Saturday, February 17, 2007
Note that in the original Gurbani, each couplet is a rhyming match, an essential poetic quality to the original that none of the following translations can replicate. This is why I am told that to truly appreciate the power of japji one must recite it in its original language. Whatever I gain from these translations is but a fraction of the poetic and philosophical depth of Japji. But let's see what I can dinf out.
3rd stanza (excerpt)
translated by Arvind Mandair and Christopher Shackle:
Some sing of His power, for they have the power,
Some sing of His bounty, for they know its signs.
Some sing of His virtues, greatness and acts,
Some sing of His knowledge, so hard to imagine.
Some sing of His making, the body, then dust.
Some sing of His taking, and giving back life.
Some sing that He seems and appears far away,
Some sing that He sees all, present and here.
Rajinder Singh Vidyarthi:
Many sing His might, who have a capacity to sing that?
Many recite His bounties taking them as His signs.
Many sing His excellence and the virtues,
Others, His knowledge so hard to conceive.
Many sing His power of creation and destruction,
That, 'He takes away life and recreates.'
Many sing 'He is near at hand' others think afar.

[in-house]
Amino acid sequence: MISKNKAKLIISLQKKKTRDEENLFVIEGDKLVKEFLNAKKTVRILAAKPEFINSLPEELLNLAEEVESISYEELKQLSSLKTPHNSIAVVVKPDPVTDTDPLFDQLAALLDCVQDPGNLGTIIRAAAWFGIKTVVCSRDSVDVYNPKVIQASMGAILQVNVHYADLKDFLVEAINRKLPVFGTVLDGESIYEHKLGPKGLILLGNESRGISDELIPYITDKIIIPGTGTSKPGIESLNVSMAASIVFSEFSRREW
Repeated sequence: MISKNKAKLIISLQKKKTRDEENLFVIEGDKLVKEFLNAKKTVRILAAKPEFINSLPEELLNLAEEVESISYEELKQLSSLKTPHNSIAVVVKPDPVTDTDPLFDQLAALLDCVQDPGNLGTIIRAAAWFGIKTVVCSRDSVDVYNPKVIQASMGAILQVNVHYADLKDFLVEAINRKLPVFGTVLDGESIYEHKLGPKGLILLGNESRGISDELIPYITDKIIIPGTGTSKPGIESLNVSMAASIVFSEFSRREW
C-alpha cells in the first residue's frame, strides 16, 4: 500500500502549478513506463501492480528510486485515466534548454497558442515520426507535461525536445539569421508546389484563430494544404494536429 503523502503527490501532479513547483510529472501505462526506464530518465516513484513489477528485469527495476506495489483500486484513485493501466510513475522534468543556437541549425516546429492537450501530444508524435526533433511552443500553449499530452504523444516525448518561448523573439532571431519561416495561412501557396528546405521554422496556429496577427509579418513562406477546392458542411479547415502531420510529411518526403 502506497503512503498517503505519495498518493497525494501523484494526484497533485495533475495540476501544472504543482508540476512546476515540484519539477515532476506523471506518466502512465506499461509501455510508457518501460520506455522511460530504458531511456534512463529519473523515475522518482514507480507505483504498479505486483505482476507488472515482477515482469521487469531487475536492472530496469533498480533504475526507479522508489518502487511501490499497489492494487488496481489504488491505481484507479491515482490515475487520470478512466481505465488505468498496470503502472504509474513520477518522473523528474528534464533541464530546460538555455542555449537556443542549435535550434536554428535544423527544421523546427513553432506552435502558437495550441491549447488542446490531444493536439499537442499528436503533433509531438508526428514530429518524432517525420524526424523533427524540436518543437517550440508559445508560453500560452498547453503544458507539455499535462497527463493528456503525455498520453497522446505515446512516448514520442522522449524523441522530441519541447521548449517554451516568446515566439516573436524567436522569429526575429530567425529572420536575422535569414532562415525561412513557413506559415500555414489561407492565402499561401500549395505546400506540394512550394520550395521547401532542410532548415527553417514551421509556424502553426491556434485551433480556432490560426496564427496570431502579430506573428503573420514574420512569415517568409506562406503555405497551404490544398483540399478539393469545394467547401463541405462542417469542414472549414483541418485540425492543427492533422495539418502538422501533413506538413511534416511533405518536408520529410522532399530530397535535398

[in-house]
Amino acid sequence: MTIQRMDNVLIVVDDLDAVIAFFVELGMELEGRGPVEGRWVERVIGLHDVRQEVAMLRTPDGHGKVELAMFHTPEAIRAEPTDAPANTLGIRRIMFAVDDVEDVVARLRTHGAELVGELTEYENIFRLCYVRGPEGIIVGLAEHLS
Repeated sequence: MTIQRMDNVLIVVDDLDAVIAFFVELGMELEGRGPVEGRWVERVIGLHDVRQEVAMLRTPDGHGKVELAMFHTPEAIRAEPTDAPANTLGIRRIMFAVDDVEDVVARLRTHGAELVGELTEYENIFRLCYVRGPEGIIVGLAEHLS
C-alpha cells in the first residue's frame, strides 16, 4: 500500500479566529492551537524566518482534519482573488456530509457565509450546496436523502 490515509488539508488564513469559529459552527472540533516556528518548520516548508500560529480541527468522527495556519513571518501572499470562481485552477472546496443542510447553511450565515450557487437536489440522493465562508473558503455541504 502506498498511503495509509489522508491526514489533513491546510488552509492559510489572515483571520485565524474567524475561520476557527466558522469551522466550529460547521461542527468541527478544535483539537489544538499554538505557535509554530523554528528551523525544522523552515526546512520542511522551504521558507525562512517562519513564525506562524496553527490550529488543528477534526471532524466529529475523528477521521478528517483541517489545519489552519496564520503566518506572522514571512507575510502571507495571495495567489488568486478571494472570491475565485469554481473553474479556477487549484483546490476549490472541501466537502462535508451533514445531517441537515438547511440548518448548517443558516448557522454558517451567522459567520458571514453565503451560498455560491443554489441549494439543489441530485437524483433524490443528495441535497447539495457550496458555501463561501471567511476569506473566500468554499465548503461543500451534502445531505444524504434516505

Many sing 'He beholds us and is ever Omnipresent.'
Who has the strength to sing and appreciate Supreme power?
Who can know and sing the marking rewards of the Lord?
Who can sing the greatness and excellences of God?
Who can sing His wisdom and know the knowledge of the Lord
Who can sing that creations are created and vanished by Him?
Who can sing that life is taken away and again it is restored?
Who can sing that He seems to be far away?
Who can sing that He seems to be present just face to face?
Who has the power to sing and define God's Power?
Who can sing and describe the boons (the marks of grace) of God?
Who can sing the virtues and excellences of God?
Who can sing and describe the most difficult knowledge of God?
Who can sing God, who forms the body, and then reduces it to dust?
Who can sing God, who takes away life and again infuses it?
Who can sing god, who seems to be far away?
Who can sing God, who sees all just face to face?
Nikky-Guninder Kaur Singh:
Filled with might, they sing praise of the Might,
Seeing the signs, they sing praise of the Bounty,
Perceiving the virtues, they sing praise of the Glory.
Some sing praise through high philosophy,
Some sing praise of the power that creates and destroys,
Some sing in awe of the giving and taking of life.
Some sing of the thereness, the utter transcendence,
Some sing of the hereness, the close watch over all.
- Note that two of the translations phrase each line as a question. Harbans Singh includes an annotation: "The above verses have also been translated by substituting "Some" for "who" and omitting signs of interrogation." I guess the original is phrased in such a way that can be taken as either a question or a statement. The questioning quality adds to a sense of wonderment at the human capacity or lack thereof to describe and praise God's glory sufficiently.
- In the original, each line begins with the word "Gavai" which is translated as either "some sing" or "who can sing?" Most of these translations mirror the repetitive, rhythmic quality of the start of each line throughout this passage.